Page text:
A rather controversial perspective on "reverse labor mobility" has recently seen a revival following the release of BCG's analysis: "Made in the USA, Again: Manufacturing Is Expected to Return to America as China’s Rising Labor Costs Erase Most Savings from Offshoring" which claims that "within the next five years,
the United States is expected to experience a manufacturing renaissance
as the wage gap with China shrinks and certain U.S. states become some
of the cheapest locations for manufacturing in the developed world." While this topic, as we will shortly see courtesy of SocGen is far from taken for granted, could be the deus ex machina that could provide the historic jobs boost to Obama's second presidential campaign (should he get that far), it could also explain the eagerness of the Fed to continue exporting US inflation to China. If the latter is indeed the case, it would mean that the Fed will do everything to continue flooding the world with excess liquidity if for no other reason than to see Chinese inflation reach an out of control state, and wages explode, in an outcome that would ultimately undo the great manufacturing job outsourcing phase that marked the 1990s and 2000s. If successful, it would indeed lead to a second US renaissance in manufacturing jobs. However, will China allow its economy to lose the competitive wage advantage it has held for decades over the US, an outcome which would culminate in riots, as unemployment in the billion + nation goes parabolic. Of course, the conspiratorially minded can imagine a scenario in which the inflationary transference plan concocted by the Chairman has one goal and one goal only: to cause labor cost parity between the US and China in the shortest amount of time. The only two question in this case are: how long until China realizes what is going on, and how will it react?
With Chinese wages rising at about 17 percent per year and the value of the yuan continuing to increase, the gap between U.S. and Chinese wages is narrowing rapidly. Meanwhile, flexible work rules and a host of government incentives are making many states—including Mississippi, South Carolina, and Alabama—increasingly competitive as low-cost bases for supplying the U.S. market.
“All over China, wages are climbing at 15 to 20 percent a year because of the supply-and-demand imbalance for skilled labor,” said Harold L. Sirkin, a BCG senior partner. “We expect net labor costs for manufacturing in China and the U.S. to converge by around 2015. As a result of the changing economics, you’re going to see a lot more products ‘Made in the USA’ in the next five years.”
After adjustments are made to account for American workers’ relatively higher productivity, wage rates in Chinese cities such as Shanghai and Tianjin are expected to be about only 30 percent cheaper than rates in low-cost U.S. states. And since wage rates account for 20 to 30 percent of a product’s total cost, manufacturing in China will be only 10 to 15 percent cheaper than in the U.S.—even before inventory and shipping costs are considered. After those costs are factored in, the total cost advantage will drop to single digits or be erased entirely, Sirkin said.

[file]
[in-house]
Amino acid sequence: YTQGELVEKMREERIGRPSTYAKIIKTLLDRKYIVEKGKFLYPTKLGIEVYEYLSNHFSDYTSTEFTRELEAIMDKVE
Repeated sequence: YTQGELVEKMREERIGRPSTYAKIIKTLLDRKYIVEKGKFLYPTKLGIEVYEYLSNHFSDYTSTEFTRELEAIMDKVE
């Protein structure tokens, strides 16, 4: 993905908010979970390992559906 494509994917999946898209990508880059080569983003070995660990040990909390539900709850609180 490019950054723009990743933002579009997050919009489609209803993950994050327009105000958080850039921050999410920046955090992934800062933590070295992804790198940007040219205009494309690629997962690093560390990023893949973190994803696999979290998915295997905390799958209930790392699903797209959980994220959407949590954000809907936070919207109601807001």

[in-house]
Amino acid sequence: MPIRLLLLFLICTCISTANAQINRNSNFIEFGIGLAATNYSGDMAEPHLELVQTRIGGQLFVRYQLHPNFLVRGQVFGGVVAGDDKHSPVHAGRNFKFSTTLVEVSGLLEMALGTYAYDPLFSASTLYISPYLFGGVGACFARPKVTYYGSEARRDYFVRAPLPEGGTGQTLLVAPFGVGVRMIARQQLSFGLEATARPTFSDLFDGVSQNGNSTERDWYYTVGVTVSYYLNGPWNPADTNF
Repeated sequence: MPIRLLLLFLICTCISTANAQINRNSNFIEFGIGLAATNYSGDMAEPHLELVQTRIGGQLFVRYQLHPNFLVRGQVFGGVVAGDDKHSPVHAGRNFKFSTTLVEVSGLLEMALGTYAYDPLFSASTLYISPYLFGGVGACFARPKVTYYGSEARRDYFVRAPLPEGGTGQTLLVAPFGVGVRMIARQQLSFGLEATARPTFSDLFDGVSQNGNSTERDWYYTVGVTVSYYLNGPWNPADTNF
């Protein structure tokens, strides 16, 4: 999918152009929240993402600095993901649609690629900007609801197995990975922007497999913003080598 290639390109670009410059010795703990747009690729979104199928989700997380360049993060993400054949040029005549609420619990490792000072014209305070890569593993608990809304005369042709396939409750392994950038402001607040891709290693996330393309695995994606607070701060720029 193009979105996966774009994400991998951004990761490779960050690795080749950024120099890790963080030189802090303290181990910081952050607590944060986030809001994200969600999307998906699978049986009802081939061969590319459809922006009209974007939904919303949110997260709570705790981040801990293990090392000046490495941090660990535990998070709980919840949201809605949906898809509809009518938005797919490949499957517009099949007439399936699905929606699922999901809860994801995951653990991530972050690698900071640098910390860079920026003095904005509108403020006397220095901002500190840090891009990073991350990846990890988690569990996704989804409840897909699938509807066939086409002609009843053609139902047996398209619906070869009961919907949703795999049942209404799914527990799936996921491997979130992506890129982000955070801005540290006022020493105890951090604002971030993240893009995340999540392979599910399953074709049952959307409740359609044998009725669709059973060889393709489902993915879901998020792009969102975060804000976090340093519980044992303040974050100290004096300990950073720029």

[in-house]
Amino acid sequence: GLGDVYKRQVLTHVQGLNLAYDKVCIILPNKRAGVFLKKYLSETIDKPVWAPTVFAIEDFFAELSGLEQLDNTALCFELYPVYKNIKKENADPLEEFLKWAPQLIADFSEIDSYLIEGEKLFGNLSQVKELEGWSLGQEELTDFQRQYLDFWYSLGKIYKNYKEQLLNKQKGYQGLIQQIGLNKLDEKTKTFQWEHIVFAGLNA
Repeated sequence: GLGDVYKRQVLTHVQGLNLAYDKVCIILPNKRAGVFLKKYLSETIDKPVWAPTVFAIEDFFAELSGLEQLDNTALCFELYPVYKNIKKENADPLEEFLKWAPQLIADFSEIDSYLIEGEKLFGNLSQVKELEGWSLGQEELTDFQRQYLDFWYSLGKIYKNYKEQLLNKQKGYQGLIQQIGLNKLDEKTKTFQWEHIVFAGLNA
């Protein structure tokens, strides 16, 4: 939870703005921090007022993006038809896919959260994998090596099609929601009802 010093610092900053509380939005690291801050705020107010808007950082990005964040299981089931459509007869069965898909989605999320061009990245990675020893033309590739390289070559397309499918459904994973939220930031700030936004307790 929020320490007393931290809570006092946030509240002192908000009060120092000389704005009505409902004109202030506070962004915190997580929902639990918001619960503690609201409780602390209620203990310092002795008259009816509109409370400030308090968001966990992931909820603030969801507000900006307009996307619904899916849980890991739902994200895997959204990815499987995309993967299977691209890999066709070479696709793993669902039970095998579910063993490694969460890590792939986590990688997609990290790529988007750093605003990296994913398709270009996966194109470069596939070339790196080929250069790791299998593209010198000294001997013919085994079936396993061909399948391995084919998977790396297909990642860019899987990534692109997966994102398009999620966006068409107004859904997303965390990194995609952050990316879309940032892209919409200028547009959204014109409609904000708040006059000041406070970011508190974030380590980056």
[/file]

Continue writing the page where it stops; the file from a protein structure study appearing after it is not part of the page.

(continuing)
So which industries would be the first to see a boost as jobs start to trickle back to the US:
Products that require less labor and are churned out in modest volumes, such as household appliances and construction equipment, are most likely to shift to U.S. production. Goods that are labor-intensive and produced in high volumes, such as textiles, apparel, and TVs, will likely continue to be made overseas.
“Executives who are planning a new factory in China to make exports for sale in the U.S. should take a hard look at the total costs. They’re increasingly likely to get a good wage deal and substantial incentives in the U.S., so the cost advantage of China might not be large enough to bother—and that’s before taking into account the added expense, time, and complexity of logistics,” said Sirkin, whose most recent book, GLOBALITY: Competing with Everyone from Everywhere for Everything, deals with globalization and emerging markets.
Indeed, a number of companies, especially U.S.-based ones, are already rethinking their production locations and supply chains for goods destined to be sold in the U.S. For some, the economics have already reached a tipping point.
Just who are these brave souls who are foresaking Chinese zero wage over US minimum wage?
Caterpillar Inc., for example, announced last year the expansion of its U.S. operations with the construction of a new 600,000-square-foot hydraulic excavator manufacturing facility in Victoria, Texas. Once fully operational, the plant is expected to employ more than 500 people and will triple the company's U.S.-based excavator capacity. “Victoria’s proximity to our supply base, access to ports and other transportation, as well as the positive business climate in Texas made this the ideal site for this project,” said Gary Stampanato, a Caterpillar vice president.
NCR Corp. announced in late 2009 that it was bringing back production of its ATMs to Columbus, Georgia, in order to decrease the time to market, increase internal collaboration, and lower operating costs. And toy manufacturer Wham-O Inc. last year returned 50 percent of its Frisbee production and its Hula Hoop production from China and Mexico to the U.S.
Needless to say, US unions are ecstatic, which is why Obama would obviously be firmly behind such a concoction:
“Workers and unions are more willing to accept concessions to bring jobs back to the U.S.,” noted Michael Zinser, a BCG partner who leads the firm’s manufacturing work in the Americas. “Support from state and local governments can tip the balance.”
Zinser noted that executives should not make the mistake of comparing the average labor costs for production workers in China and the U.S. when making investment decisions. The costs of Chinese workers are still much cheaper, on average, than comparable U.S. workers, and some managers may assume that China is a better location. But averages can be deceiving.
“If you’re just comparing average wages in China against those in the United States, you’re looking at the problem in the wrong way,” Zinser cautioned. “Average wages don’t reflect the real decisions that companies have to make. Averages are historical and based on the country as a whole, not on where you would go today.”
That said, since this is a consulting report, it is probably wrong from beginning to end. As a logical check we decided to cross refernce with a SocGen report titled "China’s wage rises – the beginning of the beginning" which however reaches a diametrically different conclusion.